Revaccination guide after established cell therapy for some, ‘evolving’ for others

Revaccination guide after established cell therapy for some, ‘evolving’ for others

07 November 2022

3 minutes of reading


Saullo JL, et al. The importance of revaccination after cell therapy. Presented at: NCCN Annual Meeting 2022: Hematologic Malignancies; October 14 and 15, 2022; New York.

Disclosures: Saullo does not report relevant financial disclosures.

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Guidelines on revaccination after cell therapy are clear for some patients but lack evidence-based consensus for others, according to an infectious disease expert who spoke at the 2022 NCCN Annual Meeting: Hematologic Malignancies.

“Cell therapy recipients are at high risk of infectious complications, including vaccine-preventable diseases,” jennifer l SaulloMD, Pharmacy, assistant professor of medicine in the division of infectious diseases at Duke University School of Medicine, told the audience. “Infection prevention measures, including vaccination, are critical to improving morbidity and mortality.”

Jennifer L Saullo

Revaccination of hematopoietic stem cell transplant(HSCT) is “essential” because immunity to vaccine-preventable diseases is “significantly decreased” after the procedure, according to Saullo.

Meanwhile, less is known about the immune system reaction after chimeric antigen receptor T-cell therapy. Revaccination recommendations are “evolving” for CAR-T recipients, with preliminary evidence suggesting variable decreased protection against certain vaccine-preventable diseases, Saullo said.

Professional societies and organizations, including the NCCN, provide recommendations on revaccination for vaccine-preventable diseases, COVID-19 and seasonal influenza, Saullo said, adding that clinicians should consider the following when contemplating revaccination after cell therapy:

  • What is the purpose of this vaccination?
  • When should this vaccine be given?
  • What vaccines are essential after cell therapy?

Saullo also emphasized that caregivers and close contacts of these patients should keep up their vaccinations to limit the risk of complications from infectious diseases.

Revaccination after HSCT

More data is available on revaccination among HSCT recipients, Saullo noted. However, a “complex interplay of humoral and cell-mediated deficiencies,” along with a litany of other factors, cause fluctuations in immune reconstitution that lead to declines in antibody titers for vaccine-preventable diseases, according to Saullo.

This, he added, requires multifaceted prophylactic interventions after HSCT, including antimicrobials, revaccination, and passive immunization.

“Basically, we’re recapitulating the ontogeny in these patients, treating them as if we were to restimulate a naive immune system and vaccinate them similar to what we would do with a newborn child,” he told the audience. “This has been identified … by the NIH as an area where there are a lot of gaps in terms of our knowledge.”

Saullo advised consulting relevant professional guidelines on revaccination timing, including those from the American Society for Blood and Marrow Transplantation/European Society for Blood and Marrow Transplantation. All recommend a time-based approach starting 3-6 months after the HSCT.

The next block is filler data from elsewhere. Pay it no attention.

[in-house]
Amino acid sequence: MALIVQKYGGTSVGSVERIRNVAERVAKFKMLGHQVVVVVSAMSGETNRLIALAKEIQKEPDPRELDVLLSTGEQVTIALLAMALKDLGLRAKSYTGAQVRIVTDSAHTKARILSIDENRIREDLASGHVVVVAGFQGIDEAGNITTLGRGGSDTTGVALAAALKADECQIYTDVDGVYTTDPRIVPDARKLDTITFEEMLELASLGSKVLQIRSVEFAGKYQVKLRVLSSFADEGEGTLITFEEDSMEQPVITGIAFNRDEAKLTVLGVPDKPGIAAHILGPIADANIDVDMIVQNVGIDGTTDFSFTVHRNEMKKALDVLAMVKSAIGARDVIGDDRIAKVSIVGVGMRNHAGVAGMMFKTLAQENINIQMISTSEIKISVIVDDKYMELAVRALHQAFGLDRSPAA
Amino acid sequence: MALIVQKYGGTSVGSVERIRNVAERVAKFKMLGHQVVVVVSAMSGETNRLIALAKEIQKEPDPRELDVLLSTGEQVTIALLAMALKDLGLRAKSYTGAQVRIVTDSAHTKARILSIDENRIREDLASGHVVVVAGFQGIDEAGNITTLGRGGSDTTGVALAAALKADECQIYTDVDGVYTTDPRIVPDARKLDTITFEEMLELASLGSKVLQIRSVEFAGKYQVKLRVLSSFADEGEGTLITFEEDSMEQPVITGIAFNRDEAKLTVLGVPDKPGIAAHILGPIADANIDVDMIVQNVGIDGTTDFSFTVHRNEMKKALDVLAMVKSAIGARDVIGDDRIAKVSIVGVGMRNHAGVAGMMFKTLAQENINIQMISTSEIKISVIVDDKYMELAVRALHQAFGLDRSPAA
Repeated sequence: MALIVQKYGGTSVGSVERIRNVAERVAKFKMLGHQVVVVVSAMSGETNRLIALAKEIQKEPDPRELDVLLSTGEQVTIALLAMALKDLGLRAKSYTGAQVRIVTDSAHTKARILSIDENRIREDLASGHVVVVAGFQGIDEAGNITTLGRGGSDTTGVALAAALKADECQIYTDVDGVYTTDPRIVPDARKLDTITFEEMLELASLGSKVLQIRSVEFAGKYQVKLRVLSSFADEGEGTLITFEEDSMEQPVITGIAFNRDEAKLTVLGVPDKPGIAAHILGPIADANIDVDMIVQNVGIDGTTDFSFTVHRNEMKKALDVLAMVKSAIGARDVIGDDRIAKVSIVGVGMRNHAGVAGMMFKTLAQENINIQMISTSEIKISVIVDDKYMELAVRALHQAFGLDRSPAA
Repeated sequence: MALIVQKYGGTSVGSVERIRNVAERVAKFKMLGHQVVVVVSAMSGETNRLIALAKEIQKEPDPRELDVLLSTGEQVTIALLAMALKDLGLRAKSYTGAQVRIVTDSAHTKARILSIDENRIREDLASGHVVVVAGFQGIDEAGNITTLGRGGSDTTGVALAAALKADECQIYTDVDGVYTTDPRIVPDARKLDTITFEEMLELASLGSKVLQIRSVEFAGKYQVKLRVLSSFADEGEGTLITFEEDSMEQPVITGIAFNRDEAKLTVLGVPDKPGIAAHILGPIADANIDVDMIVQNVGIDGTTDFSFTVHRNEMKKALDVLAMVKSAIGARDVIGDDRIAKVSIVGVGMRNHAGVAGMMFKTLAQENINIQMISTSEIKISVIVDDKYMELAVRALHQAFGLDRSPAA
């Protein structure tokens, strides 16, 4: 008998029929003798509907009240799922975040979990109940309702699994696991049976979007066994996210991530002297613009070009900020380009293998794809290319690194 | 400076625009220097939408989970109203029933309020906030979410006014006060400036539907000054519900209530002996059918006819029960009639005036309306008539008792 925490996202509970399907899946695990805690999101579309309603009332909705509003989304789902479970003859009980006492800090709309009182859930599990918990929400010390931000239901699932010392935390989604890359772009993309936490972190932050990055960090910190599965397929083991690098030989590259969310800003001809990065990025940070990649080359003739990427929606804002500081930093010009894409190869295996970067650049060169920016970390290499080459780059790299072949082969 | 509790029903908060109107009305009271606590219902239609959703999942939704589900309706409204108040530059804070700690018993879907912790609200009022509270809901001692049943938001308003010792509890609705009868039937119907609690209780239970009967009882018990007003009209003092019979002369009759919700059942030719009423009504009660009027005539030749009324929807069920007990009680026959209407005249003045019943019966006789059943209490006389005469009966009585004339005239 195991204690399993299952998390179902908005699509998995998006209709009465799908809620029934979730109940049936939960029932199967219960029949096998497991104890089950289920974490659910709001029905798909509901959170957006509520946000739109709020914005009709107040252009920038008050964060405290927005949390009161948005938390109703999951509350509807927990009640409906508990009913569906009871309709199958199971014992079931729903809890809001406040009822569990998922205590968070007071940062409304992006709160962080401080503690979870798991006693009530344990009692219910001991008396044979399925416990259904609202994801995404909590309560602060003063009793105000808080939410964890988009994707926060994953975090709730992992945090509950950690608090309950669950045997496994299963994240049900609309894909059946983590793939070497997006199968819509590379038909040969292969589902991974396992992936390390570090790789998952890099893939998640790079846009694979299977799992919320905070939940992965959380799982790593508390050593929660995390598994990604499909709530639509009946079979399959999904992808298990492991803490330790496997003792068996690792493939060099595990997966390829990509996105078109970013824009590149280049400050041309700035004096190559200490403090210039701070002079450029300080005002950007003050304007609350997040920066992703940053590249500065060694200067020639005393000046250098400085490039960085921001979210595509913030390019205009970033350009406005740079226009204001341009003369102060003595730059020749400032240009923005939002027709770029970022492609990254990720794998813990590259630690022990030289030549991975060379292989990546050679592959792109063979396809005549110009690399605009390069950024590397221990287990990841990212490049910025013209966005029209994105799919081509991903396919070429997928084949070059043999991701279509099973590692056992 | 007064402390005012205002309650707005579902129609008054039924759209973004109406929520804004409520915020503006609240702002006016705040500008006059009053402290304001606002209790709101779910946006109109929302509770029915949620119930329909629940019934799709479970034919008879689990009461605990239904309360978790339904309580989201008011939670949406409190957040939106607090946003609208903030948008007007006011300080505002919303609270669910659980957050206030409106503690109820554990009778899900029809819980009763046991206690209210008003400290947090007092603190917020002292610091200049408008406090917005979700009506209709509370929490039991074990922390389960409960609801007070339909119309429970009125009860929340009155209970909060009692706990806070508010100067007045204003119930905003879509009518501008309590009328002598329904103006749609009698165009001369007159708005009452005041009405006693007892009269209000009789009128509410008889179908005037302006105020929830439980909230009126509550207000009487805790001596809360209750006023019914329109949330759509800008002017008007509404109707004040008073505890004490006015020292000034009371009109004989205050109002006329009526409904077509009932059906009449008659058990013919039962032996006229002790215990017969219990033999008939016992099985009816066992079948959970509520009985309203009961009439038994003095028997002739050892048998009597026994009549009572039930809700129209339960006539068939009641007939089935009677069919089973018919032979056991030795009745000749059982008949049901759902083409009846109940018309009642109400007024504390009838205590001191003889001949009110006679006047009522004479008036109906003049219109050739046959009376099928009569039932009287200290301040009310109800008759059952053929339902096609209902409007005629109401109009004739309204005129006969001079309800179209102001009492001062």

However, he questioned the wisdom of this approach “given all the factors that impact or delay T-cell recovery after [bone marrow transplant].”

Instead, Saullo advocated an immune recovery-based approach to revaccination after HSCT. Factors include time since transplant, type of vaccine used, and laboratory/physician criteria.

Core immunizations after the HSCT include steotococcus pneumonia; hepatitis A and B; herpes infection; and measles, mumps, and rubella (MMR).

Revaccination after CAR-T

Most of the emerging data on vaccination after CAR T-cell therapy relates to the use of CD19-targeted therapies to treat B-cell malignancies, such as B-cell acute lymphoblastic leukemia and diffuse lymphoma. large B cells, Saullo said.

“There are a multitude of infectious risks associated with CAR T-cell therapy, similar to what we have seen with hematopoietic stem cell transplantation,” he noted. “Many of these are related to specific patient or disease characteristics, but some are associated with CAR-T use itself.”

Although the CAR-T process depletes the body’s B cells, there is evidence that long-lived plasma cells that lack a CD19 receptor help the patient’s immune system maintain a long-term pathogen-specific immunoprotective memory after therapy with CAR T cells. Once that vaccine-preventable infectious disease is measles, for which there are limited preliminary data regarding stable levels of virus-specific immunoglobin G after CAR-T, Saullo said.

Few data exist on the effect of antigen-directed CAR-T on B-cell maturation, but the results of a small study suggested that recipients are more likely to have increased susceptibility to vaccine-preventable infectious diseases compared with those who do not. receiving CD19-targeted therapy. she added.

A schedule for revaccination of CAR-T recipients lacks consensus due to the limited data available, Saullo said.

“Bottom line: There are no strong recommendations,” he told the audience. “There are some recommendations based on expert opinion, and this is an area where we will continue to see management evolve. We may find that certain subsets may require a more robust post-CAR-T revaccination program.”

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